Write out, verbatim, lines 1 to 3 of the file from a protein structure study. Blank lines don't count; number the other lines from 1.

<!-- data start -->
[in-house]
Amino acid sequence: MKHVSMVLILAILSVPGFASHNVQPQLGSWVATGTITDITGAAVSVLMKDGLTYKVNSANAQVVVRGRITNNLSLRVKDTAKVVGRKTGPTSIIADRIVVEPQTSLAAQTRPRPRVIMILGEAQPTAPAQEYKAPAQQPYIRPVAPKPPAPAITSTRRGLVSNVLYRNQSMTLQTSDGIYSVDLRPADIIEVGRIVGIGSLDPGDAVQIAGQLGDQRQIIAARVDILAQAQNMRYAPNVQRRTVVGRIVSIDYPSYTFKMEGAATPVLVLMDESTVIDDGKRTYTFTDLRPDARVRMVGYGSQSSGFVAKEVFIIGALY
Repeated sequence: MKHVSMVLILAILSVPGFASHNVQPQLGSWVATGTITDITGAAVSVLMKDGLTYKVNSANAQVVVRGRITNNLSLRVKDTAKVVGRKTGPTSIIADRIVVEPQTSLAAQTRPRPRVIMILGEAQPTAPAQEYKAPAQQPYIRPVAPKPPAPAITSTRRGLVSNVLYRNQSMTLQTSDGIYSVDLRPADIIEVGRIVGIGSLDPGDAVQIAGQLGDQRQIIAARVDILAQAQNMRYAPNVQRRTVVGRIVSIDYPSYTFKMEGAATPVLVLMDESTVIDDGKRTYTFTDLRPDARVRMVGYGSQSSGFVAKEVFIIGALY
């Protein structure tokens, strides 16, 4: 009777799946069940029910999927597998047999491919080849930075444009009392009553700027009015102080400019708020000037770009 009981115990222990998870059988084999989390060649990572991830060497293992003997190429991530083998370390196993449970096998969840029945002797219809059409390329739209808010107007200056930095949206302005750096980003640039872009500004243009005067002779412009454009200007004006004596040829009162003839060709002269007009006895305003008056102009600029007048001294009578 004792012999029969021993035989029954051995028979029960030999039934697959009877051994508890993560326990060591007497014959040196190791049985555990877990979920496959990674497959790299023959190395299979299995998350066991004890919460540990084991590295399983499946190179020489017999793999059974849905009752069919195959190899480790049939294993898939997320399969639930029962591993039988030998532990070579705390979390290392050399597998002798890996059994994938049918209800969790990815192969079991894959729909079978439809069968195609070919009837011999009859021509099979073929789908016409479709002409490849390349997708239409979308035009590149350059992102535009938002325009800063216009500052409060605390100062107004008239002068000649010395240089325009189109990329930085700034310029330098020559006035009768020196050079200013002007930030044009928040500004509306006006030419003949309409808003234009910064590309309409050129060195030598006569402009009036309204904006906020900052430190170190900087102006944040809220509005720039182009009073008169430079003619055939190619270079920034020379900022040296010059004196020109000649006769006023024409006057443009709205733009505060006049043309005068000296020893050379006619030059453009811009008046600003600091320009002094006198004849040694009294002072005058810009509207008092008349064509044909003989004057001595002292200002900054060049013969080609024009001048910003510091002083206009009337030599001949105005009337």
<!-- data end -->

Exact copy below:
[in-house]
Amino acid sequence: MKHVSMVLILAILSVPGFASHNVQPQLGSWVATGTITDITGAAVSVLMKDGLTYKVNSANAQVVVRGRITNNLSLRVKDTAKVVGRKTGPTSIIADRIVVEPQTSLAAQTRPRPRVIMILGEAQPTAPAQEYKAPAQQPYIRPVAPKPPAPAITSTRRGLVSNVLYRNQSMTLQTSDGIYSVDLRPADIIEVGRIVGIGSLDPGDAVQIAGQLGDQRQIIAARVDILAQAQNMRYAPNVQRRTVVGRIVSIDYPSYTFKMEGAATPVLVLMDESTVIDDGKRTYTFTDLRPDARVRMVGYGSQSSGFVAKEVFIIGALY
Repeated sequence: MKHVSMVLILAILSVPGFASHNVQPQLGSWVATGTITDITGAAVSVLMKDGLTYKVNSANAQVVVRGRITNNLSLRVKDTAKVVGRKTGPTSIIADRIVVEPQTSLAAQTRPRPRVIMILGEAQPTAPAQEYKAPAQQPYIRPVAPKPPAPAITSTRRGLVSNVLYRNQSMTLQTSDGIYSVDLRPADIIEVGRIVGIGSLDPGDAVQIAGQLGDQRQIIAARVDILAQAQNMRYAPNVQRRTVVGRIVSIDYPSYTFKMEGAATPVLVLMDESTVIDDGKRTYTFTDLRPDARVRMVGYGSQSSGFVAKEVFIIGALY